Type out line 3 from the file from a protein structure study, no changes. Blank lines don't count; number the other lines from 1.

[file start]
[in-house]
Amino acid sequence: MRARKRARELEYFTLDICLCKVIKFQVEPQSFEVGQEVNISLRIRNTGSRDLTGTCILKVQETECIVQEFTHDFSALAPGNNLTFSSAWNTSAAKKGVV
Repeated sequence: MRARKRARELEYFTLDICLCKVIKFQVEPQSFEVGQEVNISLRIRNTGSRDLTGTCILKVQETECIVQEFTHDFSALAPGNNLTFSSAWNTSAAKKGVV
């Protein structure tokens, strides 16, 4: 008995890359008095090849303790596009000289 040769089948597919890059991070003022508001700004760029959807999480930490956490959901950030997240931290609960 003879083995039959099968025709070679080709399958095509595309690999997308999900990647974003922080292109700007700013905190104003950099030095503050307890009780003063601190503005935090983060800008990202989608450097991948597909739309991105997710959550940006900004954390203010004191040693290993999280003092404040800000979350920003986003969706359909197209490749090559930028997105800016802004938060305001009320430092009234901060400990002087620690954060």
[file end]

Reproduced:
Repeated sequence: MRARKRARELEYFTLDICLCKVIKFQVEPQSFEVGQEVNISLRIRNTGSRDLTGTCILKVQETECIVQEFTHDFSALAPGNNLTFSSAWNTSAAKKGVV